Having seen the report about Bryan Jenkins’ RAF career, Probus member, Geoff Twine reminisces about seeing the photograph of the Avro Lancaster at the main gate to RAF Scampton.
Many years before Bryan was involved in having the Lancaster re-positioned back into its place, there had been quite a panic, when, in 1958, Lincolnshire County Council needed to change the road layout around the east side of the airfield. It was due to the RAF station needing to lengthen the runway to accommodate the soon to be arriving Avro Vulcan bombers. This meant it was necessary to move from the gate, not only the war time plane used by 617 Squadron, who were still based at RAF Scampton, but also its neighbouring war time relic. This was none other than a Grand Slam bomb, the largest non-nuclear bomb used towards the end of WW2.
Known affectionately as Ten Ton Tess it also had the semi-official name of the Earthquake bomb and also the bomb designed to miss its target. It weighed 22,000 lbs (10 tons) and was designed by Barnes Wallis the man who created the bouncing bomb used by 617 Squadron on the Dam Buster raids. With a tail fin to create spin the 25 feet bomb would be travelling at over 700 mph when it hit the earth. Having a pointed solid nose, it would penetrate deep into the ground and seconds later would detonate creating a similar effect to an earthquake which had greater damaging impact on buildings and adjacent constructions than any direct hit.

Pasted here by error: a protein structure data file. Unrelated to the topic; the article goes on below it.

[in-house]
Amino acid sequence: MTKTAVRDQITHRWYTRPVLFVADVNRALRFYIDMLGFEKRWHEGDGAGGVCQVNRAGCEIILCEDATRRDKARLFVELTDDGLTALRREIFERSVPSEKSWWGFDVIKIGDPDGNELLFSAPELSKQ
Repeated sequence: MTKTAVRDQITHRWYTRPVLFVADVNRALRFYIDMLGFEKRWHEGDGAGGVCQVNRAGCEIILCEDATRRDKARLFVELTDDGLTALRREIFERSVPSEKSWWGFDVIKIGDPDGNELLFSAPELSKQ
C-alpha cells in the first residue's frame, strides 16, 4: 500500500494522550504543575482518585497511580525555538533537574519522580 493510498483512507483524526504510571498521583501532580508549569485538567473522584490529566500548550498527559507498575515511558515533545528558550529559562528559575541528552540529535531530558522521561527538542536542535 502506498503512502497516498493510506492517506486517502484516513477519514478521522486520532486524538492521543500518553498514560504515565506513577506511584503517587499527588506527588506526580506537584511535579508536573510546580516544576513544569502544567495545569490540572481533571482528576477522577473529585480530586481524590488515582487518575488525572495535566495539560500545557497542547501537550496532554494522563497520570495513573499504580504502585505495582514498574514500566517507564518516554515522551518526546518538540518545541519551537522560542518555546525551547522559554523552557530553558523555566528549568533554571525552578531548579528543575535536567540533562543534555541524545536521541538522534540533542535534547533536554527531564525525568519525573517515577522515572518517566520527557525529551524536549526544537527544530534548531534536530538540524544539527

As a RAF armourer, Geoff still has his hand written records of his training on the Grand Slam bomb in the period 1949 – 1952 and clearly recalls what happened to this monster when it had to be moved for the road positioning scheme years later and what caused a major panic.
An 8 ton Coles Crane from RAF Scampton MT Section failed to lift what had been expected to be just a casing. Perhaps it had been filled by concrete which had been part of the training of ground crew responsible for loading the Grand Slam under a specially modified Avro Lancaster. Eventually it was proved to be still filled with high explosive although no records could be found as to why such a monster would have been exposed to the public for so long.
Some safety calculations were done to estimate the damage a Grand Slam detonated at ground level in the open would cause. Apart from the entire RAF station, most of the northern part of the city of Lincoln, including Lincoln Cathedral, which dates back to 1250, would have been flattened.
Using a much heavier civilian crane the Grand Slam was carefully placed on one of the RAF’s Queen Mary low loaders and taken under a police escort to Shoeburyness in Essex where it was detonated proving that the filling was very much alive.